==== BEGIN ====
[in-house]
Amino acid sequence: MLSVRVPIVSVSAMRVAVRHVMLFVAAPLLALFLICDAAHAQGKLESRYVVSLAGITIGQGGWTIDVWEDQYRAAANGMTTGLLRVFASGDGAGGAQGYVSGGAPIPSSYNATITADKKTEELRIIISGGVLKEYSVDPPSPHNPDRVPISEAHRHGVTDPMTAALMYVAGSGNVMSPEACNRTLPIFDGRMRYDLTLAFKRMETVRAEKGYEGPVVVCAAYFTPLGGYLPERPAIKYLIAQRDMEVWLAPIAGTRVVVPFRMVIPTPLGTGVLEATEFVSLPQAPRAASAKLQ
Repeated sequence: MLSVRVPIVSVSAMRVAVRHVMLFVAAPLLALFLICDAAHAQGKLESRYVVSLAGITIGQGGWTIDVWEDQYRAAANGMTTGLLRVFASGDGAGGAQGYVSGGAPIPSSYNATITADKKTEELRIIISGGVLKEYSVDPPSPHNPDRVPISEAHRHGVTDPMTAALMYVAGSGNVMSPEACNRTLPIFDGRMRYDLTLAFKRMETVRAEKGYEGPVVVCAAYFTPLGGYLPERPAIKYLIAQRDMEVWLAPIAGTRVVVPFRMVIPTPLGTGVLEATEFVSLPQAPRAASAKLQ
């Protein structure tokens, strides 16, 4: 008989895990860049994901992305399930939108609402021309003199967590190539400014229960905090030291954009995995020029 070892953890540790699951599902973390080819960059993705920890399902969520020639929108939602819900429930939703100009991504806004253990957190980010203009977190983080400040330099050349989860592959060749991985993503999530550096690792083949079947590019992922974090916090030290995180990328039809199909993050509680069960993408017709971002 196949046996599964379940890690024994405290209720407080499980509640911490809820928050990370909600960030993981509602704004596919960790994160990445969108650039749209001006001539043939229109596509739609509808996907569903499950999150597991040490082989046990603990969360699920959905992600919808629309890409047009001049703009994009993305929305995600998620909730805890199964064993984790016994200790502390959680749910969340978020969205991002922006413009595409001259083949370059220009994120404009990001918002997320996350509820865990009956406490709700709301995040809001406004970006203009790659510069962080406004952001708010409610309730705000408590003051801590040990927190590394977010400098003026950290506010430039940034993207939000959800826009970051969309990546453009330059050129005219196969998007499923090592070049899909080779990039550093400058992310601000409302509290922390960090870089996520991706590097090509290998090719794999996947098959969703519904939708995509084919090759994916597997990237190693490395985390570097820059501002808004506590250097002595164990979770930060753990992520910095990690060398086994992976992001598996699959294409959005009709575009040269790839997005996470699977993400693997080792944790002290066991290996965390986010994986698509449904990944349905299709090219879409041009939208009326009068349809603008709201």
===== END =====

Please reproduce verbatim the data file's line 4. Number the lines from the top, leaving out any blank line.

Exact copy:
């Protein structure tokens, strides 16, 4: 008989895990860049994901992305399930939108609402021309003199967590190539400014229960905090030291954009995995020029 070892953890540790699951599902973390080819960059993705920890399902969520020639929108939602819900429930939703100009991504806004253990957190980010203009977190983080400040330099050349989860592959060749991985993503999530550096690792083949079947590019992922974090916090030290995180990328039809199909993050509680069960993408017709971002 196949046996599964379940890690024994405290209720407080499980509640911490809820928050990370909600960030993981509602704004596919960790994160990445969108650039749209001006001539043939229109596509739609509808996907569903499950999150597991040490082989046990603990969360699920959905992600919808629309890409047009001049703009994009993305929305995600998620909730805890199964064993984790016994200790502390959680749910969340978020969205991002922006413009595409001259083949370059220009994120404009990001918002997320996350509820865990009956406490709700709301995040809001406004970006203009790659510069962080406004952001708010409610309730705000408590003051801590040990927190590394977010400098003026950290506010430039940034993207939000959800826009970051969309990546453009330059050129005219196969998007499923090592070049899909080779990039550093400058992310601000409302509290922390960090870089996520991706590097090509290998090719794999996947098959969703519904939708995509084919090759994916597997990237190693490395985390570097820059501002808004506590250097002595164990979770930060753990992520910095990690060398086994992976992001598996699959294409959005009709575009040269790839997005996470699977993400693997080792944790002290066991290996965390986010994986698509449904990944349905299709090219879409041009939208009326009068349809603008709201």